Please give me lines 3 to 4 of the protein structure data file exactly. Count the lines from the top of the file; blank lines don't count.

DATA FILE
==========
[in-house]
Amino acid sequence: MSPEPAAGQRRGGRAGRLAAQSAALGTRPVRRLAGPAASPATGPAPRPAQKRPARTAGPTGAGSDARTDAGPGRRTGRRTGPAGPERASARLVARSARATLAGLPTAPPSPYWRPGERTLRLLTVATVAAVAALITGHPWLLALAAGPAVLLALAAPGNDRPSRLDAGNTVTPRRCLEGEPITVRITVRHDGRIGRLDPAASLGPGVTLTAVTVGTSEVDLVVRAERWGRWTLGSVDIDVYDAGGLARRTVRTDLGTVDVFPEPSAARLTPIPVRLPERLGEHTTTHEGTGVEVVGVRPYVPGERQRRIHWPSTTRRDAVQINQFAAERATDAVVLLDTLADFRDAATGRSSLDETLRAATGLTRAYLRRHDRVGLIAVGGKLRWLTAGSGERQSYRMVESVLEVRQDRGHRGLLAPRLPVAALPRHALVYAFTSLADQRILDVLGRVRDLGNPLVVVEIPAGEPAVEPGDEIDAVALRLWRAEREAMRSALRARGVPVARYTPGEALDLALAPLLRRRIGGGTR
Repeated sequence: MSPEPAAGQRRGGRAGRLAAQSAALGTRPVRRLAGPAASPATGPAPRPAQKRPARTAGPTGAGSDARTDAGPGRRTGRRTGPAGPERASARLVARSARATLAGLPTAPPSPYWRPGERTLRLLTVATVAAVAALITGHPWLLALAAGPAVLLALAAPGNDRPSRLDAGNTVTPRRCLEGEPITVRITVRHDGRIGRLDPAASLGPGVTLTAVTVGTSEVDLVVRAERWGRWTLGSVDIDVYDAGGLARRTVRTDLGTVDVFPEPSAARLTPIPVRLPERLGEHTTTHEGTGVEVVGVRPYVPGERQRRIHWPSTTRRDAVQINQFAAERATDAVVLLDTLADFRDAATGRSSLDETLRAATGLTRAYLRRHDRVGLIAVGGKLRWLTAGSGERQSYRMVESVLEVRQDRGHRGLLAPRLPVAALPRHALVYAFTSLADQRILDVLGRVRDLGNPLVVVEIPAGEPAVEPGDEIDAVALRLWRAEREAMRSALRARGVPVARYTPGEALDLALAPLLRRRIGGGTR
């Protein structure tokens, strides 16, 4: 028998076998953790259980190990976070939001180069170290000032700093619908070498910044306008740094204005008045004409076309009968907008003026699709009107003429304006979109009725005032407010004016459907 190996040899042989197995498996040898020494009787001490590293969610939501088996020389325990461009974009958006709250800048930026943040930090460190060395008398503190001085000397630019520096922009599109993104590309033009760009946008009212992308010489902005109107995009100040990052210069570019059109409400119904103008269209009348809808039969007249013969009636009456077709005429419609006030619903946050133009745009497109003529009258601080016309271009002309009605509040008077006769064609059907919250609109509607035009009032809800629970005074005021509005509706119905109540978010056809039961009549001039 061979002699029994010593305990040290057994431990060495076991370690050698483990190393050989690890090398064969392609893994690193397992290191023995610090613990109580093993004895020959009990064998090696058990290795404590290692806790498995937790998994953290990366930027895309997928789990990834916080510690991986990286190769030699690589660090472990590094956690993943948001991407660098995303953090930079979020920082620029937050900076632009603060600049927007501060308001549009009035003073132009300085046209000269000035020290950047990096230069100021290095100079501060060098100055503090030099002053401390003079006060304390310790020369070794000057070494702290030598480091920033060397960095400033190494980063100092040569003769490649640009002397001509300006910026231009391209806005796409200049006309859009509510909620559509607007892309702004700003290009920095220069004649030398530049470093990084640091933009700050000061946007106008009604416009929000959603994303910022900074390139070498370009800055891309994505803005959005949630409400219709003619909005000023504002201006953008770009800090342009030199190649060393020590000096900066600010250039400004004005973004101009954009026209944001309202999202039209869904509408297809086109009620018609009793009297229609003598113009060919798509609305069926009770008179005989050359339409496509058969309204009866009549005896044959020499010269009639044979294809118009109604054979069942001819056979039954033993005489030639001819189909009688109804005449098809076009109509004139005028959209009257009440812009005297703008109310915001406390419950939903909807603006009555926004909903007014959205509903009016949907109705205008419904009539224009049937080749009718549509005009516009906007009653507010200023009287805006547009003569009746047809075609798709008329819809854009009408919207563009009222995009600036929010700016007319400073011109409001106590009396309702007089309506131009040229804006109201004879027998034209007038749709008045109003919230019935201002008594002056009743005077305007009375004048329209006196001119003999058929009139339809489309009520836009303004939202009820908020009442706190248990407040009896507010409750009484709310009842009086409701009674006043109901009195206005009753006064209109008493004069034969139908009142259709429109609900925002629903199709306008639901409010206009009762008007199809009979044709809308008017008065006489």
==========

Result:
Repeated sequence: MSPEPAAGQRRGGRAGRLAAQSAALGTRPVRRLAGPAASPATGPAPRPAQKRPARTAGPTGAGSDARTDAGPGRRTGRRTGPAGPERASARLVARSARATLAGLPTAPPSPYWRPGERTLRLLTVATVAAVAALITGHPWLLALAAGPAVLLALAAPGNDRPSRLDAGNTVTPRRCLEGEPITVRITVRHDGRIGRLDPAASLGPGVTLTAVTVGTSEVDLVVRAERWGRWTLGSVDIDVYDAGGLARRTVRTDLGTVDVFPEPSAARLTPIPVRLPERLGEHTTTHEGTGVEVVGVRPYVPGERQRRIHWPSTTRRDAVQINQFAAERATDAVVLLDTLADFRDAATGRSSLDETLRAATGLTRAYLRRHDRVGLIAVGGKLRWLTAGSGERQSYRMVESVLEVRQDRGHRGLLAPRLPVAALPRHALVYAFTSLADQRILDVLGRVRDLGNPLVVVEIPAGEPAVEPGDEIDAVALRLWRAEREAMRSALRARGVPVARYTPGEALDLALAPLLRRRIGGGTR
């Protein structure tokens, strides 16, 4: 028998076998953790259980190990976070939001180069170290000032700093619908070498910044306008740094204005008045004409076309009968907008003026699709009107003429304006979109009725005032407010004016459907 190996040899042989197995498996040898020494009787001490590293969610939501088996020389325990461009974009958006709250800048930026943040930090460190060395008398503190001085000397630019520096922009599109993104590309033009760009946008009212992308010489902005109107995009100040990052210069570019059109409400119904103008269209009348809808039969007249013969009636009456077709005429419609006030619903946050133009745009497109003529009258601080016309271009002309009605509040008077006769064609059907919250609109509607035009009032809800629970005074005021509005509706119905109540978010056809039961009549001039 061979002699029994010593305990040290057994431990060495076991370690050698483990190393050989690890090398064969392609893994690193397992290191023995610090613990109580093993004895020959009990064998090696058990290795404590290692806790498995937790998994953290990366930027895309997928789990990834916080510690991986990286190769030699690589660090472990590094956690993943948001991407660098995303953090930079979020920082620029937050900076632009603060600049927007501060308001549009009035003073132009300085046209000269000035020290950047990096230069100021290095100079501060060098100055503090030099002053401390003079006060304390310790020369070794000057070494702290030598480091920033060397960095400033190494980063100092040569003769490649640009002397001509300006910026231009391209806005796409200049006309859009509510909620559509607007892309702004700003290009920095220069004649030398530049470093990084640091933009700050000061946007106008009604416009929000959603994303910022900074390139070498370009800055891309994505803005959005949630409400219709003619909005000023504002201006953008770009800090342009030199190649060393020590000096900066600010250039400004004005973004101009954009026209944001309202999202039209869904509408297809086109009620018609009793009297229609003598113009060919798509609305069926009770008179005989050359339409496509058969309204009866009549005896044959020499010269009639044979294809118009109604054979069942001819056979039954033993005489030639001819189909009688109804005449098809076009109509004139005028959209009257009440812009005297703008109310915001406390419950939903909807603006009555926004909903007014959205509903009016949907109705205008419904009539224009049937080749009718549509005009516009906007009653507010200023009287805006547009003569009746047809075609798709008329819809854009009408919207563009009222995009600036929010700016007319400073011109409001106590009396309702007089309506131009040229804006109201004879027998034209007038749709008045109003919230019935201002008594002056009743005077305007009375004048329209006196001119003999058929009139339809489309009520836009303004939202009820908020009442706190248990407040009896507010409750009484709310009842009086409701009674006043109901009195206005009753006064209109008493004069034969139908009142259709429109609900925002629903199709306008639901409010206009009762008007199809009979044709809308008017008065006489």